Now back to the oath, “so help me God,” this phrase is again, pure tradition!!! Its not threatening anyone – it doesn’t deprive anyone of anything. However, we choose to say it to show respect to an integral part of our Christian history. Of course an atheist need not say the word God if it offends his values, in fact nobody is forced to say that which runs against their values or religious teachings. Even Christians need not feel compelled to take an oath ending with “so help me God.” This is because the Bible gives us an out, read Matthew 5:33. Matthew 5:33 says you shouldn’t swear an oath using God’s name and it explains why. I think James 5:12 says basically the same thing. (I find that really ironic.)

      Bottom line is I still defend keeping our oath the way it is for the same reasons I defend the retention of Confederate statues and symbolism on certain State flags. It’s a reminder of our history and our heritage. Surely we can agree that history is important for a host of reasons, but for me the one that really stands out is, “Those who cannot remember the past are condemned to repeat it.” Santayana So, you better remember what formed this country and why… and never miss a chance to remind our citizens of that as we slip into the grips of socialism.

      • Chris says:

        Jack, if the saying “so help me God” doesn’t actually mean what it says, and is just symbolism for the sake of tradition, then it isn’t worth saying, and it shouldn’t make anyone angry if it isn’t said.

        “In fact, the United States Constitution contains a direct reference to Jesus.”

        No, it does not. The excerpt you provided certainly isn’t a “direct reference to Jesus;” it is, at best, an indirect reference to the religious practices of most people at the time.

        And again, I would have a lot more respect for the arguments of conservatives concerned about “an assault on religious liberty” if they extended that concern toward religious minorities in America who are actually suffering the most from such an assault.

        • Post Scripts says:

          Hi Chris, I think you will find the Constitution does make reference to Jesus. Please read this very credible essay by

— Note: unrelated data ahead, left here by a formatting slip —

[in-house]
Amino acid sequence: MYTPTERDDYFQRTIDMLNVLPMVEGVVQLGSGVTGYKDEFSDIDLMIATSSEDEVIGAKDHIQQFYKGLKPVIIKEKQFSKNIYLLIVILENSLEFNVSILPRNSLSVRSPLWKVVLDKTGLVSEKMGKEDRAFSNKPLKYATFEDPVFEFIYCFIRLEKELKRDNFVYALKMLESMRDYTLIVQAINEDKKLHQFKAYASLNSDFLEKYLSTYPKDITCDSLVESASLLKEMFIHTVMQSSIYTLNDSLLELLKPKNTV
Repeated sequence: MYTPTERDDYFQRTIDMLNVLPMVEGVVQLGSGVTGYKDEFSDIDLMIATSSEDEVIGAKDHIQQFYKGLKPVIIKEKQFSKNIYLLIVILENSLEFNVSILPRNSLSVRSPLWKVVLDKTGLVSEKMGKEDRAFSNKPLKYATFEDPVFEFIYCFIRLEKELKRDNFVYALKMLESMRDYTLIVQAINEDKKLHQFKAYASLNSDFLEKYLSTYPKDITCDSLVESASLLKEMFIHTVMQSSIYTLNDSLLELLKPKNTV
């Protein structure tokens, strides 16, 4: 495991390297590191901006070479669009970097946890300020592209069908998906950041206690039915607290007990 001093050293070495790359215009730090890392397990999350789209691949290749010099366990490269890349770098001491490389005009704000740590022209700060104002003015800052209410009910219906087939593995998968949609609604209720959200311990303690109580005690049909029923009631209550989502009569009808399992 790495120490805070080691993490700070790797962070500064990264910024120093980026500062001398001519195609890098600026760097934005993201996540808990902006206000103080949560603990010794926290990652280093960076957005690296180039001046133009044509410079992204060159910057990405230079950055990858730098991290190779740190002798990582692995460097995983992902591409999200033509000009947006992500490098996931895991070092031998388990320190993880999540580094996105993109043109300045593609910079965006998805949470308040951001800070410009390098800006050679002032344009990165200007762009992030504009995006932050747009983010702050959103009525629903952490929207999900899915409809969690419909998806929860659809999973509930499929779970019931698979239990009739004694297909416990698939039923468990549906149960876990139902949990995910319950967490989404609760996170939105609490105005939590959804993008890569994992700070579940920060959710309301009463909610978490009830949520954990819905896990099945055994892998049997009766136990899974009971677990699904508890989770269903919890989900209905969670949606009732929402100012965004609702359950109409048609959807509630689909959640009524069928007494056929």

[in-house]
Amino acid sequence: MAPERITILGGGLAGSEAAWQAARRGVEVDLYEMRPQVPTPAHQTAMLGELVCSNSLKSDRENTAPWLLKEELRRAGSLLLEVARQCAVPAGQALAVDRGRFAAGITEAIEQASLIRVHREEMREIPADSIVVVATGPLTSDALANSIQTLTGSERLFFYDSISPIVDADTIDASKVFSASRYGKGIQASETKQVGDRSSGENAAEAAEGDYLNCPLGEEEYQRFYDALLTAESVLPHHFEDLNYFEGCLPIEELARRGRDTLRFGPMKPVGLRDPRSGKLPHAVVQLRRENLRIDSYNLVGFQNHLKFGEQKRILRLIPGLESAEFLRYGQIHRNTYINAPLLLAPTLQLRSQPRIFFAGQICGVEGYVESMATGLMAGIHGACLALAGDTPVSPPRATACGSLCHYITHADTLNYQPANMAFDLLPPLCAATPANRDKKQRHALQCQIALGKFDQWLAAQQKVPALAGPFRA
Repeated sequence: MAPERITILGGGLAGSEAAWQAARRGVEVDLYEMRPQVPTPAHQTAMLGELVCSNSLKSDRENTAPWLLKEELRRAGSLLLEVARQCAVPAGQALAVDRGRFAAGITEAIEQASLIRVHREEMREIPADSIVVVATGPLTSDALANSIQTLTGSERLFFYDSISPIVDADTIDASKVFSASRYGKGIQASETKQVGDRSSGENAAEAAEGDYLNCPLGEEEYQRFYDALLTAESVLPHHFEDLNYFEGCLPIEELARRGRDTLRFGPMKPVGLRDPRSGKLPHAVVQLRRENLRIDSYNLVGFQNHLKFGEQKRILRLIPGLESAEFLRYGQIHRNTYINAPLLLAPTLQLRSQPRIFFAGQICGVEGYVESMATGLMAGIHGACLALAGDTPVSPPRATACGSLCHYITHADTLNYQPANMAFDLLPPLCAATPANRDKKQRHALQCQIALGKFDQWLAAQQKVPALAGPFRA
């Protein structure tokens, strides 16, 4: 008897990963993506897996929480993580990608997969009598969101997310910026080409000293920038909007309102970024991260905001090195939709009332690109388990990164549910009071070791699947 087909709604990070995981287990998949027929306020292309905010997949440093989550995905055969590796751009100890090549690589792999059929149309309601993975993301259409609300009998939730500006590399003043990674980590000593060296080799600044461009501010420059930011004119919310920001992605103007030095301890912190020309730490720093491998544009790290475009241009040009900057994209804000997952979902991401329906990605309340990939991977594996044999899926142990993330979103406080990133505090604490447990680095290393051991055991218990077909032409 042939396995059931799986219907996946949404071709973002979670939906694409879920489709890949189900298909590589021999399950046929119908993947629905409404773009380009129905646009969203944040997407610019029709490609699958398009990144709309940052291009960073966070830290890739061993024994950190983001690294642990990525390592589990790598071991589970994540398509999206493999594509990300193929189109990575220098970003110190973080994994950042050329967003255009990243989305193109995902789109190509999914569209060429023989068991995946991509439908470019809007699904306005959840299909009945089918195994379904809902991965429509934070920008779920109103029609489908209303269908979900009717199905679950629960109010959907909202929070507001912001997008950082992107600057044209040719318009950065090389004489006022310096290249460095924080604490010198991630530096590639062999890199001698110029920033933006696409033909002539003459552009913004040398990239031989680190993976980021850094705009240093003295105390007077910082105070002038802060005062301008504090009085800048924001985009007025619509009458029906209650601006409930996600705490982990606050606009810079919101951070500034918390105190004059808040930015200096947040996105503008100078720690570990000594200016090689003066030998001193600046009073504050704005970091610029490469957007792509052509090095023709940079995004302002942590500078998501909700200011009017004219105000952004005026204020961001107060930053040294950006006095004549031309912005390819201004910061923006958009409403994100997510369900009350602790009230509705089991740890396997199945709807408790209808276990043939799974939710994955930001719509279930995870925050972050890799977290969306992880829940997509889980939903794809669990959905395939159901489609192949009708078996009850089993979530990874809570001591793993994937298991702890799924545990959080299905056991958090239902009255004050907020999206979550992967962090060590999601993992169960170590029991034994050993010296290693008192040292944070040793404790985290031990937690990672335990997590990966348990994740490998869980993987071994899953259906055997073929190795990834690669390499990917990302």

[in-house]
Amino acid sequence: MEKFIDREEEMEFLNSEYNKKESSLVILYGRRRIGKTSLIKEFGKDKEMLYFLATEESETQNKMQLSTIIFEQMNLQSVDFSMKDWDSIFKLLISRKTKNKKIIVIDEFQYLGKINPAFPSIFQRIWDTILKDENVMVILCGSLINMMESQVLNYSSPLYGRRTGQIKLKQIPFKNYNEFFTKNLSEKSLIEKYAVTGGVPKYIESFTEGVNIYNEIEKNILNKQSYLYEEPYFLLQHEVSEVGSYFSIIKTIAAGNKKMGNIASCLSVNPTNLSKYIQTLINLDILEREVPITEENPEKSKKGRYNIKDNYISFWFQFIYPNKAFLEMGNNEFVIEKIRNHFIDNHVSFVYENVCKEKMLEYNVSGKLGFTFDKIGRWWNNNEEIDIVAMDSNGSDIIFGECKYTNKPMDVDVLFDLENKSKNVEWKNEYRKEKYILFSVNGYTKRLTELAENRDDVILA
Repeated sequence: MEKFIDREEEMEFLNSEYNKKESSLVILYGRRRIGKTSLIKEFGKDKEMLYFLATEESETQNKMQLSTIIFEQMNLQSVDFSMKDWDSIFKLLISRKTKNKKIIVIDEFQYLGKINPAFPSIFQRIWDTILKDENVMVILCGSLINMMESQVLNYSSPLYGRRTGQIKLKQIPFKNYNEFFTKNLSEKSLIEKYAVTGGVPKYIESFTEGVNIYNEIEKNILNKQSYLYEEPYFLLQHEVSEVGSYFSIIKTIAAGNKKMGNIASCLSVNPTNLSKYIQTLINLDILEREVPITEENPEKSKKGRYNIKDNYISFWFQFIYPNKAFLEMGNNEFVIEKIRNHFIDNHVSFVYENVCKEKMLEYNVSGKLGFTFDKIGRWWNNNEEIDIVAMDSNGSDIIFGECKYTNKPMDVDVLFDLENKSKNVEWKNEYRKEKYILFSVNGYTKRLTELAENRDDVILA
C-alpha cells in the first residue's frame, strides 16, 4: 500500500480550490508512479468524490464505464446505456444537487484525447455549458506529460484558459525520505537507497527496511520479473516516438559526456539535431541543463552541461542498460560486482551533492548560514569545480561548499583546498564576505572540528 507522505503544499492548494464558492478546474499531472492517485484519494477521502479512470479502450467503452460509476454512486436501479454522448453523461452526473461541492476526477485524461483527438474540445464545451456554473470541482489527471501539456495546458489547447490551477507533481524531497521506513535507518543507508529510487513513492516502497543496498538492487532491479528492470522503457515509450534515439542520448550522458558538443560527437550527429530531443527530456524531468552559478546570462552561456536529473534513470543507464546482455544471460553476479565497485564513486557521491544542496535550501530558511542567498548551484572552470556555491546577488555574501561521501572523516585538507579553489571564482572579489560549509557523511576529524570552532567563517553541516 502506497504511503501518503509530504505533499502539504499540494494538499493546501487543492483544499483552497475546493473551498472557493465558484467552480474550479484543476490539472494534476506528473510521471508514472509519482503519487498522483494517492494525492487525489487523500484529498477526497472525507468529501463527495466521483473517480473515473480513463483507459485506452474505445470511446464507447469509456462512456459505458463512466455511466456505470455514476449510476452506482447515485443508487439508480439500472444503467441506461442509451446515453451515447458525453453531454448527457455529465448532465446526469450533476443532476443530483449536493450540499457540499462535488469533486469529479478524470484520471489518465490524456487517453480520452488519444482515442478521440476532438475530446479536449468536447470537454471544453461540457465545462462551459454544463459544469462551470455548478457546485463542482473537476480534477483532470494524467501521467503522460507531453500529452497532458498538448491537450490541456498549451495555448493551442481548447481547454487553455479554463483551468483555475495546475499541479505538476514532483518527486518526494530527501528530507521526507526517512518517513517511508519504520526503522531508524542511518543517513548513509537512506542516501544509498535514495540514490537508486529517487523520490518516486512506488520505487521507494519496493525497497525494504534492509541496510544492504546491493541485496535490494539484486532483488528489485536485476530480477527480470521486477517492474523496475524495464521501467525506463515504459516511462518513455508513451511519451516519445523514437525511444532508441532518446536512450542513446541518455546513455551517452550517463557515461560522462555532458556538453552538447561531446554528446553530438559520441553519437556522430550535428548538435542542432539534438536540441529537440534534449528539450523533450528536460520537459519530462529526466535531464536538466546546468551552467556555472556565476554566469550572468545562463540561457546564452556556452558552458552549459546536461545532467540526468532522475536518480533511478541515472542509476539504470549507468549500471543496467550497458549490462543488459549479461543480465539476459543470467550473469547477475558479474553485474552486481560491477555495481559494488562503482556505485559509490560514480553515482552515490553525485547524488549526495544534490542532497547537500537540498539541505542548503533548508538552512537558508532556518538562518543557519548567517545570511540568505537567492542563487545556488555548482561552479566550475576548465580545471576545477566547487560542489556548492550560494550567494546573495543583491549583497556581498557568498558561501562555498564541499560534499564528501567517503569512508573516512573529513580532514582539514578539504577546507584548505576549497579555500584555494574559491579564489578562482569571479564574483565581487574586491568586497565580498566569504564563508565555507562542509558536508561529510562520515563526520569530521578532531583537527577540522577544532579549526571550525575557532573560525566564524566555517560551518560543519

Dave Miller, Ph.D.

          Those who insist that America was not intended to be a “Christian nation” point to the obvious absence of specific directives regarding Christianity in the federal Constitution. The popular propaganda since the 1960s has been that “the irreligious Framers did not want the nation to retain any attachment to the Christian religion.” Such an assertion is a monstrous perversion of historical fact. The truth of the matter is that they were fearful of the potential interference by the federal government in its ability to place restrictions on the free exercise of the Christian religion. Consequently, they desired that the specifics of religion be left up to the discretion of the several states.
          Nevertheless, we must not think for a moment that the federal Framers did not sanction the nation’s intimate affiliation with Christianity, or that they attempted to keep religion out of the Constitution. On the contrary, the Christian religion is inherently assumed and implicitly present in the Constitution. In fact, the United States Constitution contains a direct reference to Jesus Christ! Consider three proofs for these contentions (See Constitution of the United…, 1789).
          First, consider the meaning of the First Amendment to the Constitution: “Congress shall make no law respecting an establishment of religion, or prohibiting the free exercise thereof….” We have been told that, by “establishment of religion,” the Framers meant for the government to maintain complete religious neutrality and that pluralism ought to prevail, i.e., that all religions (whether Christianity, Islam, Buddhism, or Hinduism), though equally tolerated, must not be given any acknowledgement in the public sector. But such an outlandish claim is absolutely false. All one has to do is to go directly to the delegate discussions pertaining to the wording of the First Amendment in order to ascertain the context and original intent of the final wording (Annals of Congress, 1789, pp. 440ff.). The facts of the matter are that by their use of the term “religion,” the Framers had in mind the several Protestant denominations. Their concern was to prevent any single Christian denomination from being elevated above the others and made the State religion—a circumstance that the Founders had endured under British rule when the Anglican Church was the state religion of the thirteen colonies. They further sought to leave the individual States free to make their own determinations with regard to religious (i.e., Christian) matters (cf. Story, 1833, 3.1873:730-731). The “Father of the Bill of Rights,” George Mason, actually proposed the following wording for the First Amendment, which demonstrates the context of their wording:
          [A]ll men have an equal, natural and unalienable right to the free exercise of religion, according to the dictates of conscience; and that no particular sect or society of Christians ought to be favored or established by law in preference to others (as quoted in Rowland, 1892, 1:244, emp. added).
          By “prohibiting the free exercise thereof,” the Framers intended to convey that the federal government was not to interfere with the free and public practice of the Christian religion—the very thing that the courts have been doing since the 1960s.